Completing a Storyline: Participating in a storyline is a reward for the player, but seeing it through to completion is a benefit to the campaign. The story comes to an end, and the story can now be recorded into history. The DM knows what happened and can refer back to it throughout later events. Any player who completes a storyline for which they also participated in the beginning of should be awarded a Player Point. If the DM feels a player has been around for a great majority of the storyline and participates in its completion then the DM should award that player a Player Point. Also, if a player was there for almost the entire storyline but couldn’t be there for the completion, either for personal reasons or maybe because his character is dead, then the DM should feel free to award that player a Player Point.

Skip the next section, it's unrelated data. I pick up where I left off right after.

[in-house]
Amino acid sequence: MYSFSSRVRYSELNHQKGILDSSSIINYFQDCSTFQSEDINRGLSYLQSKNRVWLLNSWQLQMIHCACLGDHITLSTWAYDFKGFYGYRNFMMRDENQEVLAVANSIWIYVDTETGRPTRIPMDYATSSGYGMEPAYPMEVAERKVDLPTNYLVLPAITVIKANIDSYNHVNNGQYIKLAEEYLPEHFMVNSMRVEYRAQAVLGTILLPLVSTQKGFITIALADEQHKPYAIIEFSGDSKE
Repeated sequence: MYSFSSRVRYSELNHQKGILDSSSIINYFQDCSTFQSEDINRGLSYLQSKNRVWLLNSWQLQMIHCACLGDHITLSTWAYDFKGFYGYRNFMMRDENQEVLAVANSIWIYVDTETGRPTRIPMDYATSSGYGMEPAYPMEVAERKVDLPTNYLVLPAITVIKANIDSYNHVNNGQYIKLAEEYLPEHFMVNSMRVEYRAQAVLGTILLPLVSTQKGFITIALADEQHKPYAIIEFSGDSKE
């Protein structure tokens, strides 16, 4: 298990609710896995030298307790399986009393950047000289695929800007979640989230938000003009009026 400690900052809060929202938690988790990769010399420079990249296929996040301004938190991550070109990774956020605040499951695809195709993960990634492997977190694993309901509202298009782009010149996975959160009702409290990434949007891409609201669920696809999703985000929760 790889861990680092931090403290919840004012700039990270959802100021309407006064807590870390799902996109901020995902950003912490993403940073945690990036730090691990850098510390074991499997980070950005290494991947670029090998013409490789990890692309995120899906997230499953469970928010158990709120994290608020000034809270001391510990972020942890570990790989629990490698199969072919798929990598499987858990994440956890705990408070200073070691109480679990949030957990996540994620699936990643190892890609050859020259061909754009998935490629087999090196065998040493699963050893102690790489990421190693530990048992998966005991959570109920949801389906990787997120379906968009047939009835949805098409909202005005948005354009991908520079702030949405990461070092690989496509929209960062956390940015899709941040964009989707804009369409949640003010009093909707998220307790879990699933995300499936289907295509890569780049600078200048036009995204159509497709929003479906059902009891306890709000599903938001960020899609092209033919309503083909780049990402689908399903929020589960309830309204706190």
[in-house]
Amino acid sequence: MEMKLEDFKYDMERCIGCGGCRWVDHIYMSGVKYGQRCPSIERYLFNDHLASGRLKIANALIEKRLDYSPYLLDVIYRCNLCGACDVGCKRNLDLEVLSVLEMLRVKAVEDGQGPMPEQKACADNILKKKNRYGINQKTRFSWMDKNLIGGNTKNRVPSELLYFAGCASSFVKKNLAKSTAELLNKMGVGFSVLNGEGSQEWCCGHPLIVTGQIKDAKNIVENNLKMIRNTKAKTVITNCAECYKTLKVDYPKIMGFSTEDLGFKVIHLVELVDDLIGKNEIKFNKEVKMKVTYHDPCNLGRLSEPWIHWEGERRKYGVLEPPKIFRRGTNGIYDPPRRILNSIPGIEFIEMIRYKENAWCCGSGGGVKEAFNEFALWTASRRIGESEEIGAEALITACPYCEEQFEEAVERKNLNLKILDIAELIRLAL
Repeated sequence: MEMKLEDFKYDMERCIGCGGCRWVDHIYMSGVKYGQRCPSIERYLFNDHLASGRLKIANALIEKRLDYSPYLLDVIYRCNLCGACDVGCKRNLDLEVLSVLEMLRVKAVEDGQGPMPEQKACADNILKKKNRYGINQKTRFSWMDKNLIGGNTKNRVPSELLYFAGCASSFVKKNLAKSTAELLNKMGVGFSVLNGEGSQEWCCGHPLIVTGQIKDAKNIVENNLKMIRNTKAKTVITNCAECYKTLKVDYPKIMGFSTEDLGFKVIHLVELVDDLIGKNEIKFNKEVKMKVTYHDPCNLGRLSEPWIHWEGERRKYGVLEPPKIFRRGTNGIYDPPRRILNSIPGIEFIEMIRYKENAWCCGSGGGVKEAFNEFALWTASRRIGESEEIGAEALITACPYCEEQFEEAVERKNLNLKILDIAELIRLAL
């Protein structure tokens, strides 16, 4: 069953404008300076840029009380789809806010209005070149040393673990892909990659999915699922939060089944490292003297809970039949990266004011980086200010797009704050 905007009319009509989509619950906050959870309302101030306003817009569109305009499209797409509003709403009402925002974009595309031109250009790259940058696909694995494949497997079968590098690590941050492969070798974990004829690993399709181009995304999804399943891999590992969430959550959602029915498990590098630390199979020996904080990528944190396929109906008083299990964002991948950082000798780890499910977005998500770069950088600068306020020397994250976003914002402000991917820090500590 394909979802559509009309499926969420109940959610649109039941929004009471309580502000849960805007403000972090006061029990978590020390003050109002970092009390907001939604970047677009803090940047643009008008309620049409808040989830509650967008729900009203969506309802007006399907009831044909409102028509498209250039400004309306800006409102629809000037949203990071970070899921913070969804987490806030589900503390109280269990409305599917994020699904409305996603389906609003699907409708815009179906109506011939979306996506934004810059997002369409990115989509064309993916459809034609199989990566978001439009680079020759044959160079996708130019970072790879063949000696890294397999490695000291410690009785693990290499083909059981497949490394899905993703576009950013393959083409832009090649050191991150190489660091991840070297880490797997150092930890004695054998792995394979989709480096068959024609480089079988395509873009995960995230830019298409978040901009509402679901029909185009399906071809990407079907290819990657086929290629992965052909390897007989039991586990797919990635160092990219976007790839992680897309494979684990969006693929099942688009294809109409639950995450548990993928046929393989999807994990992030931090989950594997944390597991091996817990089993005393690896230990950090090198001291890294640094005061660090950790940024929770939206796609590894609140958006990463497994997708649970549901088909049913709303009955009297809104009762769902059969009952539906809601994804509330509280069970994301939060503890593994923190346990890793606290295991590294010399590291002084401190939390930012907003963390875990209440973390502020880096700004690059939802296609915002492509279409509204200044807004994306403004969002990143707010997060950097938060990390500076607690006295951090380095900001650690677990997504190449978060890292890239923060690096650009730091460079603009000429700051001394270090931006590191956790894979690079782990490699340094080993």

A storyline should be at least four gaming sessions, or ‘chapters’. If a storyline is exceptionally long, the DM should divide the story up into ‘books’ and grant “Completing the Storyline” awards for each ‘book’ completed. In this case, each ‘book’ should consist of at least four ‘chapters’, and a storyline should consist of at least three ‘books’. Another way to look at it is that a ‘short story’ is about four ‘chapters’, and a ‘novel’ is about twelve ‘chapters’, which are broken up into three ‘books’. Completing a ‘novel’ should be worth about two Player Points.